Providing a rather depressing window into her true priorities last week, Vice President Kamala Harris emerged from a veritable period in hiding last week to visit California and publicly campaign for Gov. Gavin Newsom (D) amid the recall battle threatening his job, as the Washington Examiner reports.
Harris and Newsom appeared jointly at a rally in San Leandro on Wednesday in which they implored labor union constituents to assist in generating high turnout at the polls the following Tuesday so that the governor would prevail in the battle to recall him from office and put a Republican competitor in his place, according to ABC News.
During the event, Harris told the assembled crowd, “I came home for one purpose, it was really important for me to come home to stand and speak in support of my dear friend.”
Offering platitudes and generalizations, but little substance in her statement of support for Newsom, Harris added, “We want our leaders in California to have a vision of what is possible, to see the opportunity of a moment to inspire and uplift all people. That’s what the people of California have always wanted. And that’s why the Republicans’ recall will fail.”
Harris has for several weeks maintained a conspicuous absence from public appearances, interviews, and comment, even as the administration in which she serves finds itself facing unprecedented scrutiny and condemnation over matters including the chaotic and calamitous withdrawal from Afghanistan, concerns about rising inflation, and growing backlash over the COVID-19 vaccine mandate plan unveiled by President Joe Biden last week.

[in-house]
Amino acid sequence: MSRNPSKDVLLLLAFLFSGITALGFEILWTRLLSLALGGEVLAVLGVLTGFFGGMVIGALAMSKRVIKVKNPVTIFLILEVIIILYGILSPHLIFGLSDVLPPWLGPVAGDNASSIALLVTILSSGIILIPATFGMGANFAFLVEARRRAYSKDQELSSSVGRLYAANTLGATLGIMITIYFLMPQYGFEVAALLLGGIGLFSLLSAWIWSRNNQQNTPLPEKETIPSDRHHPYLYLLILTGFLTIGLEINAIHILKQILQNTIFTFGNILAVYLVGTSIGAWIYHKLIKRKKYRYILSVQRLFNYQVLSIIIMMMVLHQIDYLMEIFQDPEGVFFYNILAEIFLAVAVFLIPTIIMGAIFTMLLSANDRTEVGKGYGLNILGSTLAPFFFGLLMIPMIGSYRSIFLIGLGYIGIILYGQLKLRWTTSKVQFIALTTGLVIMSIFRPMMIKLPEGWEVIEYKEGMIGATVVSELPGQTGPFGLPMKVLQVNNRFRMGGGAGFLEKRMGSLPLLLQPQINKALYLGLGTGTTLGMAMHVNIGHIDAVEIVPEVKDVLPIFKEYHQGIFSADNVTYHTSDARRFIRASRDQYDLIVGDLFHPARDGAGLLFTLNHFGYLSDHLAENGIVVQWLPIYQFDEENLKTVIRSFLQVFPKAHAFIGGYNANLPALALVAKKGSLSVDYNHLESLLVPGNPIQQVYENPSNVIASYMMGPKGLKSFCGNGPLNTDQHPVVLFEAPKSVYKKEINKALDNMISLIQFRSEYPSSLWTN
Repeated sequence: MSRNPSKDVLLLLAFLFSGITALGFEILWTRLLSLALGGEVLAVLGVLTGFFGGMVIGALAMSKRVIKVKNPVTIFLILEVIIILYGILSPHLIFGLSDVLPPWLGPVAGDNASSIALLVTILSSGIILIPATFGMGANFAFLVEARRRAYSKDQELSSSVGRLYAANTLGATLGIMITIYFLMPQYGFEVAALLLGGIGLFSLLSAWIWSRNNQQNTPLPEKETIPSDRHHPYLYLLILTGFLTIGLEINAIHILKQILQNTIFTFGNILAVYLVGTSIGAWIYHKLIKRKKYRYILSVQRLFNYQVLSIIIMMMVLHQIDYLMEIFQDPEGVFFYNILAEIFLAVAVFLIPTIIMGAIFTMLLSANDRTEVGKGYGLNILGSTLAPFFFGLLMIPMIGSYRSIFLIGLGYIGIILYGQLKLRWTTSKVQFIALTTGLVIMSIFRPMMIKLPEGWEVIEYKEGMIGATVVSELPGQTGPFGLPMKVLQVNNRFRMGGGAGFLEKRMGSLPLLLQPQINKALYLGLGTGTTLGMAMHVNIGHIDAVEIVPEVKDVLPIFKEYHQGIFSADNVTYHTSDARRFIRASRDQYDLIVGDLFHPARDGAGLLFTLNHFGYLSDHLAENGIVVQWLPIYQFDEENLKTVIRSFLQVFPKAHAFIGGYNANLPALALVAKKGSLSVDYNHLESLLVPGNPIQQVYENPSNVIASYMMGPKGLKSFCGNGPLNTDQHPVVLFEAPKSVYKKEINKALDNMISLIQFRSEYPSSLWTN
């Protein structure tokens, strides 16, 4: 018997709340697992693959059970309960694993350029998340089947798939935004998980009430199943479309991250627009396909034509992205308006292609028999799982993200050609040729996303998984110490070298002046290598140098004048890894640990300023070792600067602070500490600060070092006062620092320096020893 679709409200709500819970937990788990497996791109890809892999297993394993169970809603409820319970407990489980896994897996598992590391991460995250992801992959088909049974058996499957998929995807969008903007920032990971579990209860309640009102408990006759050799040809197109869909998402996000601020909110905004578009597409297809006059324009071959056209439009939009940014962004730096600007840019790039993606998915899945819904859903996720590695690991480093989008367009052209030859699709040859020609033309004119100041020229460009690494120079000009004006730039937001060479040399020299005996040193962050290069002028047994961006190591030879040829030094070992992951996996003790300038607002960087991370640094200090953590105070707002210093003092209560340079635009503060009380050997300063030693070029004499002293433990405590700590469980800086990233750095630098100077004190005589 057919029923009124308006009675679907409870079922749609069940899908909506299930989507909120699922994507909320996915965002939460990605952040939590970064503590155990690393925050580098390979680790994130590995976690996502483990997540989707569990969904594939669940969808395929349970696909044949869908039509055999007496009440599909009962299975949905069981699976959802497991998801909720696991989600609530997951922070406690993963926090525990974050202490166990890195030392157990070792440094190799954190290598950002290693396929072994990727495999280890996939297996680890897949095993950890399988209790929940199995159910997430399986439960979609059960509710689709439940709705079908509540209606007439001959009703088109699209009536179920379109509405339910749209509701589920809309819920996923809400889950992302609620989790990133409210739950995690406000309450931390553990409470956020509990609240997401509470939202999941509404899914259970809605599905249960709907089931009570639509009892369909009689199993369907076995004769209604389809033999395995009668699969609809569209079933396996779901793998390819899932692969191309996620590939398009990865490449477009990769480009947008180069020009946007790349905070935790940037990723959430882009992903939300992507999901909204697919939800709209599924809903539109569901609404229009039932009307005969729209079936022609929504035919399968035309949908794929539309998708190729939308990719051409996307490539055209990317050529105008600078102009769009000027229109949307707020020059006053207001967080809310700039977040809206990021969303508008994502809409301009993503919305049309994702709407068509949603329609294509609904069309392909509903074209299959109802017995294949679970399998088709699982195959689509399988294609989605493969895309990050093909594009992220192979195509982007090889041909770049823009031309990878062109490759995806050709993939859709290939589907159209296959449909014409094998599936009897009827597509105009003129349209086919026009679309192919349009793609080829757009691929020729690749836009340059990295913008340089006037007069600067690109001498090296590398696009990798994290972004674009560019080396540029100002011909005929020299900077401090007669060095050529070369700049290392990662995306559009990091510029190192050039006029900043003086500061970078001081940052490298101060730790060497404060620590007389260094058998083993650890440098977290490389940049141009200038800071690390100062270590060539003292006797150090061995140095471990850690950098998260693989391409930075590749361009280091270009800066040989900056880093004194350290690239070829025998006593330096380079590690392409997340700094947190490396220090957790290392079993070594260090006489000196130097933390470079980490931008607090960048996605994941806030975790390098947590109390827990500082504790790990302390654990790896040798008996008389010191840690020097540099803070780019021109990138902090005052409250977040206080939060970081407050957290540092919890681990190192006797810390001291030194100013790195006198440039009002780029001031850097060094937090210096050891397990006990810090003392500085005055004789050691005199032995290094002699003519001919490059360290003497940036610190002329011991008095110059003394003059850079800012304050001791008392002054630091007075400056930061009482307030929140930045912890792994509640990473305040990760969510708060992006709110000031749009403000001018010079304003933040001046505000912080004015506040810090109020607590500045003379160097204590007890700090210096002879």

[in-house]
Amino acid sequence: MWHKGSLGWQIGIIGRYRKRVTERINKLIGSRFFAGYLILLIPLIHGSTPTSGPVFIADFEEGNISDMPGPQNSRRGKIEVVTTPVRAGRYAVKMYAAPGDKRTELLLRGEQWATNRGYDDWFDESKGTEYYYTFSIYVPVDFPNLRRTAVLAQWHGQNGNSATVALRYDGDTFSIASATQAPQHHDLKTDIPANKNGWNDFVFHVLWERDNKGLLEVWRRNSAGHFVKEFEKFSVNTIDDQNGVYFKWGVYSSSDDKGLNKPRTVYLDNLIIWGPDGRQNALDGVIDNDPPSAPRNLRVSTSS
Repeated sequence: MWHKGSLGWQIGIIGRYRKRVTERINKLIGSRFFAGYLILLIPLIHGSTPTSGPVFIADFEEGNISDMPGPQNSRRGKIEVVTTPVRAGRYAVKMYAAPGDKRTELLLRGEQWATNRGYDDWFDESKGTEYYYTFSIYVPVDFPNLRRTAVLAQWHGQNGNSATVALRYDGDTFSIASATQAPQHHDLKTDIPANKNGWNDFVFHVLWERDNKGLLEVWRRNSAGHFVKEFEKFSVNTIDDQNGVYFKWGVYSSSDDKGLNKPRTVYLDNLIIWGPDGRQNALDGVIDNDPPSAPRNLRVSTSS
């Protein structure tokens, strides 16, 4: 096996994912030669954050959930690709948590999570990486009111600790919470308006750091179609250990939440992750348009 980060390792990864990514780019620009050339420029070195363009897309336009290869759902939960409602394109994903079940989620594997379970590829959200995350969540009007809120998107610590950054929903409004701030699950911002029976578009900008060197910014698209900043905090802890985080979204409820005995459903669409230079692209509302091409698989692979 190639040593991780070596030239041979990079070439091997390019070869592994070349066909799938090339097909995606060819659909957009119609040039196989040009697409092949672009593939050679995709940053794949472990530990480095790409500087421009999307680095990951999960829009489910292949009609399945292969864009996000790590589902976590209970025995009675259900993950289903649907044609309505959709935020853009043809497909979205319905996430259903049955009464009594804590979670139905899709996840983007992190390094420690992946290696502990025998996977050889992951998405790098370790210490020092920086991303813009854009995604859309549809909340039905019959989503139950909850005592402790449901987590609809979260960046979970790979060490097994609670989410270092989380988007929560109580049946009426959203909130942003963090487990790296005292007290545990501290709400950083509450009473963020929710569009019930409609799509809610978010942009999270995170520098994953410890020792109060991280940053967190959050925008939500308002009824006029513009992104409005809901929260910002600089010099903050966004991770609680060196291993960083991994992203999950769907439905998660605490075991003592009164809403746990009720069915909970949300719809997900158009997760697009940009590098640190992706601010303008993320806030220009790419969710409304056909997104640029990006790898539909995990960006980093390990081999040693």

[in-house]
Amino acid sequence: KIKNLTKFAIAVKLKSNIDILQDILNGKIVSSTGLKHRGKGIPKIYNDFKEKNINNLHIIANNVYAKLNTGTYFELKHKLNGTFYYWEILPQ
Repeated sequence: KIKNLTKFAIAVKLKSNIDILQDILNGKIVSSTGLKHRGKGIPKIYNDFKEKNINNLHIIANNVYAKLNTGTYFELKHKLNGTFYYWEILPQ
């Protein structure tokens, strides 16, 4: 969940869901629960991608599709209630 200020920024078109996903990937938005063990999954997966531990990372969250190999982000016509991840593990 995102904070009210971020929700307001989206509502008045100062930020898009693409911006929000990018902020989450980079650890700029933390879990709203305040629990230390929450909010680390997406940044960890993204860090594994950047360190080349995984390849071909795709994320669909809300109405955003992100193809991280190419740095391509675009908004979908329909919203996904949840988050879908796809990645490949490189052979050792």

As such, her re-emergence before the media in California was noteworthy, though seasoned observers seemed to view it as something of a no-brainer for Democrats, given her prior popularity in the state as well as the potentially catastrophic consequences a Newsom loss in the recall race could have for the party, as GOP strategist Alex Conant told the Examiner.
Harris’ studied avoidance of any involvement that could closely link her to disasters such as Afghanistan as well as the ongoing crisis at the country’s southern border is a politically savvy approach, according to political science professor Charles Lipson, who said, “It makes good sense for her to stay in the background, both because she’s been quite unpopular…but it’s also the case that she doesn’t want to be in the position of overshadowing the president…”.
Critics of the administration tend to take a less charitable view of the situation, however, with Joe Concha of The Hill saying last month that “as things continue to to south for Team Biden, expect the pile-on to officially begin, with Harris inspiring very little confidence from an already disappointed public…once she’s actually allowed to speak without a prompter again.”
Try as she might to reclaim her spot in the national limelight by stumping for Newsom, Harris is likely to have something of an uphill battle when it comes to conquering the increasing perception that she is, in the words of the Examiner’s own Tiana Lowe, the “most useless” vice president in the last century and, as Fox News contributor Tammy Bruce put it, someone who is “doing everything she can to not do her job.”